Electricity supply is a catalyst for economic development. Operating a factory, maintaining a business, transporting crops and goods are impossible without utilizing some form of energy. Electricity at a more basic level is indispensable. Without it, people cannot refrigerate, use household appliances or illuminate their homes.
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The IEA estimates that over half the world’s population – 3.5 billion people – has no electric power or has a constrained supply. Developing countries bear the global brunt of those who still live in darkness; 95% of the 3.5 billion people reside in Sub-Saharan Africa or developing Asia while 84% reside in rural areas. In order to halve the proportion of people in poverty by 2015, one of the United Nation’s Millennium Development Goals, almost 1.2 billion more people will need access to electricity and 1.9 billion more people will need access to modern fuels by 2015.
Moreover, demand for electricity is rising; it is projected to increase by more than 2/3 by 2035, with China, India, Southeast Asia, and the Middle East at the forefront (WEO, 2013). Electricity prices are expected to increase globally. Climate change will force us to regulate CO2 levels, increasing the production and distribution costs of electricity. The power sectors is the most capital intensive in a state, making obtaining financing difficult. The lack of local skills, equipment, and infrastructure hinder development projects.
Nevertheless, there is a strong correlation between electricity and economic development, and therefore, it is imperative that the private and public sectors invest in energy and electricity. Expanding the electric grids to rural areas, reducing blackouts, and prioritizing the provision of electricity in countries’ agendas will spur economic growth and development. Investing in electricity will remove barriers to business; effectively deliver education and healthcare; and buffer the energy sector from the adverse effects of climate change.
Removing Barriers to Business
Access to a constant flow of electricity is crucial for the efficient functioning of businesses. In Sub-Saharan Africa, 70% of businesses “cite the lack of access to a reliable source of power as a main constraint to doing business,” preceding both finance and corruption. Power outages in Africa average to about 56 days per year, with firms losing as much as 6% of sales revenue. The World Bank estimates that power shortages wipe out nearly 2-3% of GDP in Africa. A secure source of power involves integrating independent electricity grids, and expands and links the network of businesses around a country; it can lead to the “creation of new markets, jobs, [and] opportunities. Longer business hours, greater access to online resources and the broader business community are all products of a consistent power supply.
Investing in building a cohesive state electric grid and in electricity transmission infrastructure will facilitate the distribution of power to rural areas where energy is most necessary. Rural towns will not only have increased opportunities to conduct business, but they will be less isolated and more connected to urban centers.
Delivering Education, Healthcare, and Community Services
“The historic neglect of energy in community services undermines the ability to deliver education, healthcare and development.” Over thirty percent of health centers in Sub Saharan Africa, and nearly half in India, lack power, which serve a total of 235 million and 580 million people, respectively. In Kenya, only 20% of health facilities have a consistent power supply, and most experience “regular blackouts.” This dearth of reliable electricity hinders the proper execution of clinical services, and increases the risks of patients undergoing critical procedures including childbirth and emergency treatment.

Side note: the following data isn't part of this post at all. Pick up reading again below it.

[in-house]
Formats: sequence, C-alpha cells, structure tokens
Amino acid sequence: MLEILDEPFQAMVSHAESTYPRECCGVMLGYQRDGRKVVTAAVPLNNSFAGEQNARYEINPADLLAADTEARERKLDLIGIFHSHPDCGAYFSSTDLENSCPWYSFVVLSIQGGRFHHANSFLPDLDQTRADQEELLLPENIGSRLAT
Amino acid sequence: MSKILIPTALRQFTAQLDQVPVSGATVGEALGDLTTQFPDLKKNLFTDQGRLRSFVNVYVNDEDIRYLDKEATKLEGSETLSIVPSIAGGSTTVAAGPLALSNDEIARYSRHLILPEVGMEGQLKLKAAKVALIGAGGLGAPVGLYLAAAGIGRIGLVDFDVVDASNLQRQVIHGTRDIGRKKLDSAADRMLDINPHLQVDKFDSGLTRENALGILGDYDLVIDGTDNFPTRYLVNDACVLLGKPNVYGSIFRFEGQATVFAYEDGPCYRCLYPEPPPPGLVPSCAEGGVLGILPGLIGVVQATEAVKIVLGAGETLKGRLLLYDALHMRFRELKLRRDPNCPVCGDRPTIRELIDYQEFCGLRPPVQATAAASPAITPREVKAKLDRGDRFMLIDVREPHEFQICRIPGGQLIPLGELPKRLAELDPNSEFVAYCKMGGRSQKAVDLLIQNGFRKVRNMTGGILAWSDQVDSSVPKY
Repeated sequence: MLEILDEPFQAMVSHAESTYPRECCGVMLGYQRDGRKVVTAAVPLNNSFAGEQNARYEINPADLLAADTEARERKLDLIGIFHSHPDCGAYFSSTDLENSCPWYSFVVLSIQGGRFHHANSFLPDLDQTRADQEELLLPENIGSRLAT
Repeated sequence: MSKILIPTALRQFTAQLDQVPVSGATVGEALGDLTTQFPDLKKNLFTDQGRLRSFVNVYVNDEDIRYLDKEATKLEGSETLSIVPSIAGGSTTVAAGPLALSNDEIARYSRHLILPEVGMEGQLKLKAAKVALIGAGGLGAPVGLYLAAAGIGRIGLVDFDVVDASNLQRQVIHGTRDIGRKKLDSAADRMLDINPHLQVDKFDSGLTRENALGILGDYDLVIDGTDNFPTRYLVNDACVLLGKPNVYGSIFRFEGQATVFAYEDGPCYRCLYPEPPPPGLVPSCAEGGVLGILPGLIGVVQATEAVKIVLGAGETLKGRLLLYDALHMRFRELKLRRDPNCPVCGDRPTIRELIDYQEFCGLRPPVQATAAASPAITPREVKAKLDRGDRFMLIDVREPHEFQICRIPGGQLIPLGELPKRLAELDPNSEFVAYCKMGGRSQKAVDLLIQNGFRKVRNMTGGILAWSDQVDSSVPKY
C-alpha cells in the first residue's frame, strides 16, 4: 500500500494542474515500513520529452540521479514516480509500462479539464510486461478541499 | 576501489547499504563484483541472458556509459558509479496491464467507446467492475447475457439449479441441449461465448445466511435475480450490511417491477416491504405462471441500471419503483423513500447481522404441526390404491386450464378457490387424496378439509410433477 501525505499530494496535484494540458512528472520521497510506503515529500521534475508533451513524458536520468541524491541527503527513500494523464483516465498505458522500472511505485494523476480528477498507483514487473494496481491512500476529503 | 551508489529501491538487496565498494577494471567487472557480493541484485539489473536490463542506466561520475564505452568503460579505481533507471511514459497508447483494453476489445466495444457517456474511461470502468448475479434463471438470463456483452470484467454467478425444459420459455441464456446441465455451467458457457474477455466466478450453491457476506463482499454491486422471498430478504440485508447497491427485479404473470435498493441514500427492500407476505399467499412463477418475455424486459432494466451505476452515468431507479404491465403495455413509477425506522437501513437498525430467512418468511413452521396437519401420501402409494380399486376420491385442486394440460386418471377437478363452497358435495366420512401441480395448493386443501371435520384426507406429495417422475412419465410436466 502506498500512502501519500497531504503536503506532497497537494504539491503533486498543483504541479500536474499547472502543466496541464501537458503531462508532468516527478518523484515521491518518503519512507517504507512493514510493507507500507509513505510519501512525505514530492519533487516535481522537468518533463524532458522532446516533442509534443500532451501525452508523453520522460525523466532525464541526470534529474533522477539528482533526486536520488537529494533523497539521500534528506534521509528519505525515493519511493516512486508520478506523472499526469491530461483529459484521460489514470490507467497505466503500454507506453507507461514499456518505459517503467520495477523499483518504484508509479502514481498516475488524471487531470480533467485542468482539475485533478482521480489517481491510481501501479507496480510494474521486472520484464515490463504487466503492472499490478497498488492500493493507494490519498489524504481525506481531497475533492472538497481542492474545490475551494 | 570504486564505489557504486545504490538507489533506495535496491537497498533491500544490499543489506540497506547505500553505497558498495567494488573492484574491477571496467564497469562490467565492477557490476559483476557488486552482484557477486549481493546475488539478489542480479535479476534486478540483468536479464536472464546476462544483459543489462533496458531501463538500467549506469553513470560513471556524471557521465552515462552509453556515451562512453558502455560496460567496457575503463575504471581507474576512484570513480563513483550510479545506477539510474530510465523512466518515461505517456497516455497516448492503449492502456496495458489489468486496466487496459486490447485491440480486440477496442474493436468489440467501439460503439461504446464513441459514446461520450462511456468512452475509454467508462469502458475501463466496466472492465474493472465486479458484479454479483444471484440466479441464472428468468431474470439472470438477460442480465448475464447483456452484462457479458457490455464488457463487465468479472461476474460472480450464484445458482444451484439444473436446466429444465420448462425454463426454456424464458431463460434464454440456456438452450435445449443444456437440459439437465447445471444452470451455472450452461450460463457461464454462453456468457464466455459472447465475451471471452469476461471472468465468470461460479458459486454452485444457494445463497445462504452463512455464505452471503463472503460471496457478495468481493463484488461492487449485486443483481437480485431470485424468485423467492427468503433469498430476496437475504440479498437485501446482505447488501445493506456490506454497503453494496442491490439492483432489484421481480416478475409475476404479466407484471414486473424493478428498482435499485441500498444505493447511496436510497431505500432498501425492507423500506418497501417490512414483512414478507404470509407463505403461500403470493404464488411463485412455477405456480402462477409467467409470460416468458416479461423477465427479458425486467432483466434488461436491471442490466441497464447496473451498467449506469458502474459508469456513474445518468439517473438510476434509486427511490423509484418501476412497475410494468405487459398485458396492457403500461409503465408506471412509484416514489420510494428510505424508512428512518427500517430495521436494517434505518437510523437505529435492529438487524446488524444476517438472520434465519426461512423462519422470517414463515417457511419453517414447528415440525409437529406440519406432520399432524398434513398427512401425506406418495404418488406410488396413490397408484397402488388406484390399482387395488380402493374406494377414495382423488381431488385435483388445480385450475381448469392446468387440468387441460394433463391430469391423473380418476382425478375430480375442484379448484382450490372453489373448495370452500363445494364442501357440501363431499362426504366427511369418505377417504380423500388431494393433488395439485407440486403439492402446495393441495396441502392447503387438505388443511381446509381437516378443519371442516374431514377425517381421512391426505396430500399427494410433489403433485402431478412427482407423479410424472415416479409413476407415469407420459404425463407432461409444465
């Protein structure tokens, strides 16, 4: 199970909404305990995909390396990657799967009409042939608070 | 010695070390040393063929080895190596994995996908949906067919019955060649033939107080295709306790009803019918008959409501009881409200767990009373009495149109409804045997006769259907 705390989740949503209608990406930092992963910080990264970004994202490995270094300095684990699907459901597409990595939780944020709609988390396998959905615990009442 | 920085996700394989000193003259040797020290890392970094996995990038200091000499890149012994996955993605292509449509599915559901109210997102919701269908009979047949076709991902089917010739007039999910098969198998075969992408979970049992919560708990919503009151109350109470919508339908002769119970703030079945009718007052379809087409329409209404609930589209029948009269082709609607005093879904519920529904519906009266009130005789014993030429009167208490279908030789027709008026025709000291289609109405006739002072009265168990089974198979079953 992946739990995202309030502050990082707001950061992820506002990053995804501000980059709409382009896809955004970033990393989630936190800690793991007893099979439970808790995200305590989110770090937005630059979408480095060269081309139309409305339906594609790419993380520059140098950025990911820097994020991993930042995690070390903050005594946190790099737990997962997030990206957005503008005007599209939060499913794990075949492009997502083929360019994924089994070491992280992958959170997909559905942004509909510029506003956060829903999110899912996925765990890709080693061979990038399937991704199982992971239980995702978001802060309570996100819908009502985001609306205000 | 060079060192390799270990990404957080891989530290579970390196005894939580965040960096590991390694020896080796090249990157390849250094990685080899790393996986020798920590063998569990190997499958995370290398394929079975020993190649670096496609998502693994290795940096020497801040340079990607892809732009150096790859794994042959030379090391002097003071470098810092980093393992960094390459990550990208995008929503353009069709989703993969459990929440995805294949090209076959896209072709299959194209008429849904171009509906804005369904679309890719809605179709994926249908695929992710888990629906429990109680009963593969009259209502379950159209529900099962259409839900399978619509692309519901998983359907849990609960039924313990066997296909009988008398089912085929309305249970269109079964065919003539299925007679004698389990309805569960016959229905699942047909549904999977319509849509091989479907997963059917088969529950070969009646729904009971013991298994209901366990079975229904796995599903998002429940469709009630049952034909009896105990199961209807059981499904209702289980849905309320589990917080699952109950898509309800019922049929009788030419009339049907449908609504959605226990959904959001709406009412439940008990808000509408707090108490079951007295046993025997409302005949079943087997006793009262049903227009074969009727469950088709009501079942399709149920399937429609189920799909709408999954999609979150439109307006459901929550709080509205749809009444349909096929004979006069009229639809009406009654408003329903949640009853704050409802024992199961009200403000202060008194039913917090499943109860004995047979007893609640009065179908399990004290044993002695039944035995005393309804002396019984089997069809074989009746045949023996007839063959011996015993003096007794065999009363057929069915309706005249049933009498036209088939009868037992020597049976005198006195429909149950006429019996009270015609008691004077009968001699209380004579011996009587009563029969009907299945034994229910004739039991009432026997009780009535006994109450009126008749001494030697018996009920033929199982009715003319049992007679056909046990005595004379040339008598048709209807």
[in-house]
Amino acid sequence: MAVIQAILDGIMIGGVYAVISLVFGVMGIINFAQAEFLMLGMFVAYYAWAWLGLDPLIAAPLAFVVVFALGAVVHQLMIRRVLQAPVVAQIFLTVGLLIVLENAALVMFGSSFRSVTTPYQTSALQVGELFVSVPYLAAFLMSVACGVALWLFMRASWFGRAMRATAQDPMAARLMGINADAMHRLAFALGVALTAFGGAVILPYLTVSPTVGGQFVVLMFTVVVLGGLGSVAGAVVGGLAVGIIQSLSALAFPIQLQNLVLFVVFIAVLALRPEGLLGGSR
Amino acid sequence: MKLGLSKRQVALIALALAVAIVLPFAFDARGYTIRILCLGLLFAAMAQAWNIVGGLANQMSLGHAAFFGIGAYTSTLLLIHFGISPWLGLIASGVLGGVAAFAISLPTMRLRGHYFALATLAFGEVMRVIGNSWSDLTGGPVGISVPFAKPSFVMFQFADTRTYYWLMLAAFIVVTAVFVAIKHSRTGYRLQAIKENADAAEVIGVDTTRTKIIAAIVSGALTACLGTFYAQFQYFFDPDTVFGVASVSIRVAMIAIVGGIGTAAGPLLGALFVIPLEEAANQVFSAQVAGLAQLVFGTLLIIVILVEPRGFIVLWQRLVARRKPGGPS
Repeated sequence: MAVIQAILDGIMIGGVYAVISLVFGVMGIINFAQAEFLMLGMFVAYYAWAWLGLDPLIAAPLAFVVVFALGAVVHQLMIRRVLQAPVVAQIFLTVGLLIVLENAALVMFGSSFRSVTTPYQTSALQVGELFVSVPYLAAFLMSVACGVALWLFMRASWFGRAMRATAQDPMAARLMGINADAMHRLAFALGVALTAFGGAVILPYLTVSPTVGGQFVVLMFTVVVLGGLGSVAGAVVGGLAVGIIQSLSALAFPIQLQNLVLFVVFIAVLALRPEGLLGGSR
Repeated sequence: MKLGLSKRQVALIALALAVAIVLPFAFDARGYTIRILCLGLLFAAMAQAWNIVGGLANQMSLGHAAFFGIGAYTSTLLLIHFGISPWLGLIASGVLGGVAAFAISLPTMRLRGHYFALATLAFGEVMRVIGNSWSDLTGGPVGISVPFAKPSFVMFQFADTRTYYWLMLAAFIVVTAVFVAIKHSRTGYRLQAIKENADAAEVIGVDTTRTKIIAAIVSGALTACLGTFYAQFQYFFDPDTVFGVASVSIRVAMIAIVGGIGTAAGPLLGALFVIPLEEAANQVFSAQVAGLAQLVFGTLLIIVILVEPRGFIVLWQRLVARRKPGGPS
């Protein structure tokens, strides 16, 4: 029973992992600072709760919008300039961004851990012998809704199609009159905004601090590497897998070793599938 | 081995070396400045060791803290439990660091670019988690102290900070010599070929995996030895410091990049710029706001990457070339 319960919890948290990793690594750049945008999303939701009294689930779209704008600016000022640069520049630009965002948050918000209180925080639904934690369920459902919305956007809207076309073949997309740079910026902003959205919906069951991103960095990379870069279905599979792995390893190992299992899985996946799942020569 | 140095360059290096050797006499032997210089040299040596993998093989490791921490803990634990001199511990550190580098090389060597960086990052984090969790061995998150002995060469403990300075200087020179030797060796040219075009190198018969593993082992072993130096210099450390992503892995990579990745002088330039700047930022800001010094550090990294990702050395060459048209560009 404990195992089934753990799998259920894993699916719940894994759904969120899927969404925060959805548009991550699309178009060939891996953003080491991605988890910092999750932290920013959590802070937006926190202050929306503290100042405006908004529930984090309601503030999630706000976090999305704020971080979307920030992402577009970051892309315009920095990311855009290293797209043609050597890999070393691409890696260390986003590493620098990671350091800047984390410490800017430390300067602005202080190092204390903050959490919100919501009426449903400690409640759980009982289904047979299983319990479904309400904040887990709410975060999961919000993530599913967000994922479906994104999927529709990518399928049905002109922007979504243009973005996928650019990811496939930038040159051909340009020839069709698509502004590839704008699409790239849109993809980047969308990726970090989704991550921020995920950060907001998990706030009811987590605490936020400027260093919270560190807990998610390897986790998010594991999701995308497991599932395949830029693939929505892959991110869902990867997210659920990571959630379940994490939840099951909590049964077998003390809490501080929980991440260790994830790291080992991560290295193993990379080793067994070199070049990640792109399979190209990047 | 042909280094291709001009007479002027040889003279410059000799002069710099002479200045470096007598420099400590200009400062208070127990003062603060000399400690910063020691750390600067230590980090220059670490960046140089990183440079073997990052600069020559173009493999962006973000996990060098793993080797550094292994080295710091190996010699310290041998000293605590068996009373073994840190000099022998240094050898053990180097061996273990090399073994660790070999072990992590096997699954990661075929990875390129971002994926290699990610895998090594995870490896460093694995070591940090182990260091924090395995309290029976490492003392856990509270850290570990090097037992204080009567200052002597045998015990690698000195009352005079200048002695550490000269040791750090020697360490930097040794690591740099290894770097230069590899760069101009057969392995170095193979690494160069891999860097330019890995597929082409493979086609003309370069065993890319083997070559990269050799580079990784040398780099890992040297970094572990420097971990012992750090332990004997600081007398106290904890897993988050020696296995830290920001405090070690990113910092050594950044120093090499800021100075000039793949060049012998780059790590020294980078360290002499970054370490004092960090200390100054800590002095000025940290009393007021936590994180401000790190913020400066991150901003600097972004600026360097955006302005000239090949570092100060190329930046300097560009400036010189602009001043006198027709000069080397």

“Half of primary school children in developing countries – nearly 291 million children – attend schools without access to electricity.” Dependable electricity will allow countries to provide and improve critical community services – notably schools, clinics, and other essential infrastructure. However, in many LDCs, the government hasn’t fully recognized the importance of the energy sector to communities. Governments should allocate a greater portion of energy sector spending to developing communities. Many economists have argued that education is a key to poverty alleviation and economic growth; creating a reliable source of energy would facilitate this process.
Working towards the integration of independent electricity systems poses a challenge for electricity development in many countries. Inadequate transportation networks, limited available landmass, and rugged terrain hinder the ability of companies, such as APR Energy, to expand the energy sector. Dense, urban areas – the spaces in greatest need of a consistent and reliable supply of electricity – lack adequate land upon which to develop power. Furthermore, APR cited that the high fuel cost required for power generation was the biggest challenge in implementing energy projects. The installation of sites in remote, underdeveloped, rural areas further compounds the situation, especially when faced with minimal transportation networks. Lastly, especially in developing countries, firms are unable to find skilled local workers. However, APR takes the initiative and conducts international local training on the maintenance and operation of sites. Not only can firms construct electricity sites, but in doing so, they can equip locals with valuable and marketable skills.
In order to provide electricity to half of the world’s population currently living in darkness, private sector investment must grow. More importantly, national governments “need to adopt strong governance and regulatory frameworks and internal capacity building.”